Because you have plundered many nations, the peoples who are left will plunder you. For you have shed man's blood; you have destroyed lands and cities and everyone in them. // You have plotted the ruin of many peoples, shaming your own house and forfeiting your life. // You will be filled with shame instead of glory. Now it is your turn! Drink and be exposed! The cup from the LORD'S right hand is coming around to you, and disgrace will cover your glory. (Habakkuk 2:8,10,16)
A wonderful contrast occurs in the midst of all this judgment, this death and destruction. Words of hope are given to those who trust God. They, too, would be rewarded; but it would be a reward of life. (Much of the New Testament is involved in developing the full significance of this statement.)
...but the righteous will live by his faith. (Habakkuk 2:4b)
Human responsibility plays a part in both cases. Each will be rewarded according to what he has done. Ultimately, all glory, honor and reverence will be given to God, to whom it belongs.
For the earth will be filled with the knowledge of the glory of the LORD, as the waters cover the sea. // But the LORD is in his holy temple; let all the earth be silent before him. (Habakkuk 2:14,20)
Perhaps one of the most amazing passages, which shows sovereignty and responsibility together, occurs in the book of Acts. The believers are praying for strength and boldness, as persecution is beginning to increase. As they pray they make mention of what was perhaps the greatest act of evil ever to occur. And as they do so, they not only consider it to be the act of evil men, but they also acknowledge the place of God's sovereign power and will in it!
When they heard it, they raised their voices together to God and said, "Sovereign Lord, who made the heaven and the earth, the sea, and everything in them, it is you who said by the Holy Spirit through our ancestor David, your servant: 'Why did the Gentiles rage, and the peoples imagine vain things? The kings of the earth took their stand, and the rulers have gathered together against the Lord and against his Messiah.' For in this city, in fact, both Herod and Pontius Pilate, with the Gentiles and the peoples of Israel, gathered together against your holy servant Jesus, whom you anointed, to do whatever your hand and your plan had predestined to take place. And now, Lord, look at their threats, and grant to your servants to speak your word with all boldness, while you stretch out your hand to heal, and signs and wonders are performed through the name of your holy servant Jesus." (Acts 4:24-30)
Perhaps I could summarize the whole issue is this manner: These two concepts (sovereignty / responsibility) belong to two different spheres of reality. To try to put them "together" within one reality sphere (and thus to turn them into conflicting concepts) is a denial of the Creator/creature distinction. We cannot equate man-to-man relationships (or man's relationship to anything within the sphere of creation) with God-to-man relationships. This is a denial of God, as he has revealed himself in the Bible.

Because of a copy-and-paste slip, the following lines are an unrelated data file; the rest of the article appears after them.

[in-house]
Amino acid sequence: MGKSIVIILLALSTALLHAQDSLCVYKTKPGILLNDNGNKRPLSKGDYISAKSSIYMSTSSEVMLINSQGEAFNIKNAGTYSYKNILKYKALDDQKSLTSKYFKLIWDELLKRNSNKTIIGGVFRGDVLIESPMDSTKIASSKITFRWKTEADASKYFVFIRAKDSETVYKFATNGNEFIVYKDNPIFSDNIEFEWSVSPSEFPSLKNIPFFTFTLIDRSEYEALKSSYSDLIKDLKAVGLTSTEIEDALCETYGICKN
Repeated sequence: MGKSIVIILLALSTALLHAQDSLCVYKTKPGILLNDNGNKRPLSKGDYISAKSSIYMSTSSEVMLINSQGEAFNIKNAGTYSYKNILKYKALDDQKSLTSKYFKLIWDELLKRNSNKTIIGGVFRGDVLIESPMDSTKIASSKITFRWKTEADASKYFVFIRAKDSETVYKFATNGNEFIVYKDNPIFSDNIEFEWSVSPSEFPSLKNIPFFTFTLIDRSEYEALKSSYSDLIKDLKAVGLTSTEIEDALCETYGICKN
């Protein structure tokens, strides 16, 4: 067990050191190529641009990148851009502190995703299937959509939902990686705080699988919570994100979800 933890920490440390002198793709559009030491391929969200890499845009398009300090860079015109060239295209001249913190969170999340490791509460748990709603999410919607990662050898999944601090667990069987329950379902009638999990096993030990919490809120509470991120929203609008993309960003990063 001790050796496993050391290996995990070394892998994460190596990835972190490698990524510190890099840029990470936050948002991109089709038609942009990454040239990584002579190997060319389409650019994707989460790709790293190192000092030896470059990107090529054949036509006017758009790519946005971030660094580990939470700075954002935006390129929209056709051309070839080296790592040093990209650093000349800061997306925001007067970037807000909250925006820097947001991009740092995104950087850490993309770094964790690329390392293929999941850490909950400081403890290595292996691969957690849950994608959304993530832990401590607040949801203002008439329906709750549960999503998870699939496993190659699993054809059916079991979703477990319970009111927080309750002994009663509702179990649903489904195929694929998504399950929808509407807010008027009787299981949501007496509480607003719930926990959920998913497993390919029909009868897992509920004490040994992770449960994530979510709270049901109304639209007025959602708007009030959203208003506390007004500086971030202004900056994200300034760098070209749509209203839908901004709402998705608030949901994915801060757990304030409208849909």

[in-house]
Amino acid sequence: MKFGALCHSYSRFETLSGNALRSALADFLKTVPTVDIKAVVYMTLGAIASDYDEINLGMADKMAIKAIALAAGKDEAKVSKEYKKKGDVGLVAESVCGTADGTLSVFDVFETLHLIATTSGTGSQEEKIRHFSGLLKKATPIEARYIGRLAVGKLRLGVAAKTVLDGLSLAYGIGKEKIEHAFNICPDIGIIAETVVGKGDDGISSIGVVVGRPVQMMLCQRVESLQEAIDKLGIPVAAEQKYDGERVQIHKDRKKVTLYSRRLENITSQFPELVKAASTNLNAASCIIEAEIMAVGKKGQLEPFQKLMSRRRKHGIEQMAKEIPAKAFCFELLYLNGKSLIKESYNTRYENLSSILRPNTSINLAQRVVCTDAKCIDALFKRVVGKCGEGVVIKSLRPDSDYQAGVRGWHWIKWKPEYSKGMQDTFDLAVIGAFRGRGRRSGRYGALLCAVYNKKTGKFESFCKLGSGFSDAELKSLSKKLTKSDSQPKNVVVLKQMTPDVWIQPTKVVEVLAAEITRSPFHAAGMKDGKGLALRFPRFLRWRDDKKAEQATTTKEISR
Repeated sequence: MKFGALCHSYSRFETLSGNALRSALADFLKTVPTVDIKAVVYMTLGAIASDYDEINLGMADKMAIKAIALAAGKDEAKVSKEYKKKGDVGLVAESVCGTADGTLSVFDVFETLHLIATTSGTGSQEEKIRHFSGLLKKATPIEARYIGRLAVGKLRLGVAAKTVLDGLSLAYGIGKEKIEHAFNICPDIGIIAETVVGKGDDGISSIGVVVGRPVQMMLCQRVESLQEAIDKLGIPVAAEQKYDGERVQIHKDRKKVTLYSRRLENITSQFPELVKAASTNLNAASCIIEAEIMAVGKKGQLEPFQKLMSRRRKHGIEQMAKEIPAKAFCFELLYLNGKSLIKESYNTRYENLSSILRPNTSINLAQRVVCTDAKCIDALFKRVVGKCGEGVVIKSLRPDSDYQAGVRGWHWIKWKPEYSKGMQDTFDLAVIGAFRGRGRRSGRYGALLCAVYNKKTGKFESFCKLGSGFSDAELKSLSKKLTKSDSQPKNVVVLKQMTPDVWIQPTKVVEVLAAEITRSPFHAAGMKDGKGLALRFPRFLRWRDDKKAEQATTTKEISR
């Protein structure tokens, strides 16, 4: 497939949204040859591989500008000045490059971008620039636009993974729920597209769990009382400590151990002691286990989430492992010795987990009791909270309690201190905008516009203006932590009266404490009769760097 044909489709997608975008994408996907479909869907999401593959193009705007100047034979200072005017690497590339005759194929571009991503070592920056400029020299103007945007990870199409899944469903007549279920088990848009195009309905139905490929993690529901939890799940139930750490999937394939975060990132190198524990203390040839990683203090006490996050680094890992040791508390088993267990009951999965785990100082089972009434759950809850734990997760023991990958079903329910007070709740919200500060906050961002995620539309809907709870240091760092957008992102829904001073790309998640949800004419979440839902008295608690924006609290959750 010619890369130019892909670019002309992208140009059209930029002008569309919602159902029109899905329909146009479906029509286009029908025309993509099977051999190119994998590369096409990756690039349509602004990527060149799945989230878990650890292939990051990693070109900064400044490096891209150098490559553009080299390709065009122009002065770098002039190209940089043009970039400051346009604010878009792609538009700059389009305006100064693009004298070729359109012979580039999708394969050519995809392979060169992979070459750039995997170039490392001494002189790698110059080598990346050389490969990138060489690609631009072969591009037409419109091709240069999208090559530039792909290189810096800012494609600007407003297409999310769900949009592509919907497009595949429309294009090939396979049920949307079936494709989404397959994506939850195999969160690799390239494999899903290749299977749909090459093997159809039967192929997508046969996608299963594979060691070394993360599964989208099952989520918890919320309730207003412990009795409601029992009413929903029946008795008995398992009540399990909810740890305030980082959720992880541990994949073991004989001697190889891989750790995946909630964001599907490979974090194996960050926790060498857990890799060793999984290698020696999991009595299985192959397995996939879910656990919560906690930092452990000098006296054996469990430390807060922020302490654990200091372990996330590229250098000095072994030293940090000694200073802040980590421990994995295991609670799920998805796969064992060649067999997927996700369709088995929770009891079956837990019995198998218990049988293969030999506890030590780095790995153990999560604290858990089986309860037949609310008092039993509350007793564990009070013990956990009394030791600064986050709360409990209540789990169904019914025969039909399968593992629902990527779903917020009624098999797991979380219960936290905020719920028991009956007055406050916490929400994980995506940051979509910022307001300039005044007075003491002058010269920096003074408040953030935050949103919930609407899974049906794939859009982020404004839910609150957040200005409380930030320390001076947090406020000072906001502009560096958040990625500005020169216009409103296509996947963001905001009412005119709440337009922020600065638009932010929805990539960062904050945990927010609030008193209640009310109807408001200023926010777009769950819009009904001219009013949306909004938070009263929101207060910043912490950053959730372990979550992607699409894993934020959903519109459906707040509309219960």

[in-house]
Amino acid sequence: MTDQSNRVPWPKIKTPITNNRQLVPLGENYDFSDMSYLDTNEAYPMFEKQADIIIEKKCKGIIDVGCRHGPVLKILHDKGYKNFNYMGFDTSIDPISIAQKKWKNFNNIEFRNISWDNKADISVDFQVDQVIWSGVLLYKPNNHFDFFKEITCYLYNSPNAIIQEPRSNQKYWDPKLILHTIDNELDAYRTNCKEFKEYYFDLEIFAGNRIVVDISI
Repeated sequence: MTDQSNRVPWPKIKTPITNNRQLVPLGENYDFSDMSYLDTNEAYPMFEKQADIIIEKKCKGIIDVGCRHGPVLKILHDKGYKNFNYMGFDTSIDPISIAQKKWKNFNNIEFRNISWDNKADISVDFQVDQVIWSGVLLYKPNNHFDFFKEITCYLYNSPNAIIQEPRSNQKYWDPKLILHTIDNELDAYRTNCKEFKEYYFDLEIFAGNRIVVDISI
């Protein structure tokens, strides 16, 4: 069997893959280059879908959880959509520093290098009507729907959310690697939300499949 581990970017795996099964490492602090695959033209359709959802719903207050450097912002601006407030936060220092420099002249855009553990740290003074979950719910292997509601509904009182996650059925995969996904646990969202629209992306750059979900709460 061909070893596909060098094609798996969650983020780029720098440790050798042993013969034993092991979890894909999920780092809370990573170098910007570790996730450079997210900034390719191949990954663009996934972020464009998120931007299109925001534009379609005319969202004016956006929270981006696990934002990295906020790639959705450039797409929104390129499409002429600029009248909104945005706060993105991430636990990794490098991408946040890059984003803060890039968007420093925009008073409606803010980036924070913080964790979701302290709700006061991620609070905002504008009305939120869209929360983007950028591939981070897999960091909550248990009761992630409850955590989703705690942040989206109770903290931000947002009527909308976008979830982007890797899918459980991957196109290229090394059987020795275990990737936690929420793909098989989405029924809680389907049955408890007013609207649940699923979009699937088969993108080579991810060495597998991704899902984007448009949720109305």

We must accept both in the manner that the Bible presents them - neither opposing nor conflicting. They are "friends," not "enemies."
We must respond to what the Bible says. And our response will "earn" us whatever part we will play in the ultimate manifestation of God's power and glory - whether we will be objects of his wrath or objects of his mercy. We can respond by accepting it, and thus being objects of his mercy, or we can reject it. From the standpoint of sovereignty, we will act in accordance with our nature, whether the old (fallen) nature, or the new nature (available through Christ). But from the standpoint of human responsibility - and that is what concerns us - we will choose, and will be held responsible for our own choices.
There is one last thing to mention. Man normally tends to take issues like this (any topic, for that matter), turn the complementary concepts into conflicting opposites, and then accept one or the other (not both). Yet even if he did supposedly accept both, this does not mean that he has accepted the view of the Bible. Mere intellectual or philosophical acceptance will not do. A person cannot truly accept the viewpoint of the Bible unless he submits to it. This is man's proper response to God's Word.
Dennis Hinks © 1993, 2004
Scripture quoted from ... ESV (Exodus 8:32; 11:10); NIV (Habakkuk 1:6; 2:4, 8, 10, 14, 16, 20); NRS (Acts 4:24-30). Detailed copyright information can be found on the title page.